California student test scores dismal during COVID closures

The numbers are in for California’s student performance over the last school year when the state led the country in campus closures during the COVID-19 pandemic, and the most comprehensive assessment yet of their mostly remote learning shows they failed to make the grade in English, math and science.

Statewide assessment scores released Friday show less than half of students at or above grade level in English, only a third in math and less than a third in science, a step backward from modest gains before the pandemic in what already were troubling achievement levels.

“The statewide performance data from last year confirm what we heard from school districts and county offices throughout the year,” State Superintendent of Public Instruction Tony Thurmond said in a statement Friday. “Namely, the challenges that students and educators faced during the pandemic were multi-dimensional and disruptive to learning and mental health. Our goal now is to move all students forward.”

Leaders of parent groups that organized on social media to push school boards and lawmakers to return kids to classrooms said the test scores affirmed their concerns. They already knew California ranked last among the states for time spent in the classroom in 2020-21.

“We knew once this data was finally released it would be bad,” said Megan Bacigalupi, executive director of CA Parent Power, whose kids attend Oakland schools. “Distance learning set all kids back and widened already big achievement gaps.”

The scores come amid a new wave of school closures driven by a surge of COVID-19 cases from the virus’ super-contagious omicron variant. Schools in West Contra Costa and Milpitas unified school districts were forced to close temporarily due to student and staff illnesses. Oakland Unified closed a dozen schools after hundreds of teachers demanding a return to remote learning called in sick Friday to protest safety concerns.

“It is important more than ever that our schools stay open to not make this learning loss worse,” said Jonathan Zachreson, founder of the Reopen California Schools group in Roseville who’s running for state Assembly .

The U.S. Department of Education had waived the testing requirement for the 2019-2020 school year that was interrupted in March 2020 by widespread COVID-19 outbreaks and school closures across the country. The waiver did not apply for the most recently completed 2020-21 school year, and states were told they would have to administer statewide academic assessments of English literacy, math and science.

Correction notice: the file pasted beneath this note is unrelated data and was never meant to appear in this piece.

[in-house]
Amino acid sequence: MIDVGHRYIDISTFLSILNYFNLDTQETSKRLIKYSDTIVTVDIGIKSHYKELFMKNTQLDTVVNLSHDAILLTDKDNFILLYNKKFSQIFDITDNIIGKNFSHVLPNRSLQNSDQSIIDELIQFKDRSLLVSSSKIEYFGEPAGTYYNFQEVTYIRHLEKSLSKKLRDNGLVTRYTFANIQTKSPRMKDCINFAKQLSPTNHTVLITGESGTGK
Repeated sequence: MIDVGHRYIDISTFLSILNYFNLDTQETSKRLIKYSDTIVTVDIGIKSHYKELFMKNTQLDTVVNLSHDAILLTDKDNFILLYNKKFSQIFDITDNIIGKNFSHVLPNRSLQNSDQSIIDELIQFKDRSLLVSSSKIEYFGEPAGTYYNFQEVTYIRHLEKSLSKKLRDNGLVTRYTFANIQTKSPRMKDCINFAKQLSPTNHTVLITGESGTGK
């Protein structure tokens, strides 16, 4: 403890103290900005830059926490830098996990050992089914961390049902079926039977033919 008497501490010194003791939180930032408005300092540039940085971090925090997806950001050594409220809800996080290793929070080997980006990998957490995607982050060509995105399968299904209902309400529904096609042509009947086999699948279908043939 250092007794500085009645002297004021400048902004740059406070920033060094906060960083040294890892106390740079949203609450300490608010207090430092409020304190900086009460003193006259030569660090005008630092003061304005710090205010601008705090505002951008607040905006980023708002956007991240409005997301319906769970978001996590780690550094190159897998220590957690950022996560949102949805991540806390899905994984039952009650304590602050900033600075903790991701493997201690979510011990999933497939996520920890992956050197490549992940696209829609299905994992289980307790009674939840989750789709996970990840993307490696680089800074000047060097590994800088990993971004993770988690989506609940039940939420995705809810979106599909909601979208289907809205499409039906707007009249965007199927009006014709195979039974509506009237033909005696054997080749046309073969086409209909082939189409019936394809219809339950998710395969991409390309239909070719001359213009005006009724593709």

States were allowed more flexibility in their administration, including shortened versions of the tests, online remote testing where feasible and a longer window of time to complete the assessments. Even so, state officials said that was a huge lift given most districts were in remote learning until well into last spring.

Comparing test results with pre-pandemic years is difficult, state officials said, because the circumstances were so different and participation far lower. While 95% of eligible students were tested in English and math before the pandemic, less than 25% completed the assessments in all subject areas in 2020-21.

“As a result, it is not possible to know whether differences in the scores from this year as compared to previous years are a function of differences in the population of test takers or differences in the teaching and learning that have occurred,” the California Department of Education said in its report on the results.

Although the percentage of children taking the assessments was much lower, the results of the California Assessment of Student Performance and Progress, which includes the “Smarter Balanced” assessments of English language arts and math and the California Science Test, are sobering, state officials said.

Just 49% of all assessed students in grades 3-8 and 11 met or exceeded grade-level achievement for English, and only 34% for math. That’s a drop from 2018-19, when 51% met or exceeded standards in English and 40% in math.

For science, a mere 29% of all students in grades 5, 8 and 10-12 scored at or above grade level achievement, down from 30% in 2018-19.

The results generally were worse for children at lower grade levels and for students who are Black and Hispanic.

For English, 75% of Asian and 60% of White students tested at or above grade-level achievement, compared with 38% of Hispanic and 34% of Black students. For Math, 69% of Asian students tested at or above grade-level compared with 45% of White, 20% of Hispanic and 18% of Black students.

For Science, 60% of Asian students at all grades tested at or above grade-level achievement compared with 40% of White, 16% of Hispanic and 14% of Black students.

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